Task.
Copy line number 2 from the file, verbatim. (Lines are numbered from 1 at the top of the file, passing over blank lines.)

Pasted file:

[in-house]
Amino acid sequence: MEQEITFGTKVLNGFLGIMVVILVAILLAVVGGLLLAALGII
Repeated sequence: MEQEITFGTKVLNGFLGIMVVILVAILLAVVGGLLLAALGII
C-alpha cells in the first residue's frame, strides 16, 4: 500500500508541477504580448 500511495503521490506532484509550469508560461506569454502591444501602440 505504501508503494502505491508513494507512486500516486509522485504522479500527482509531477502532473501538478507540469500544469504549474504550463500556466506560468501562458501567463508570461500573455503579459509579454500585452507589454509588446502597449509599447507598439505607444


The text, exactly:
Amino acid sequence: MEQEITFGTKVLNGFLGIMVVILVAILLAVVGGLLLAALGII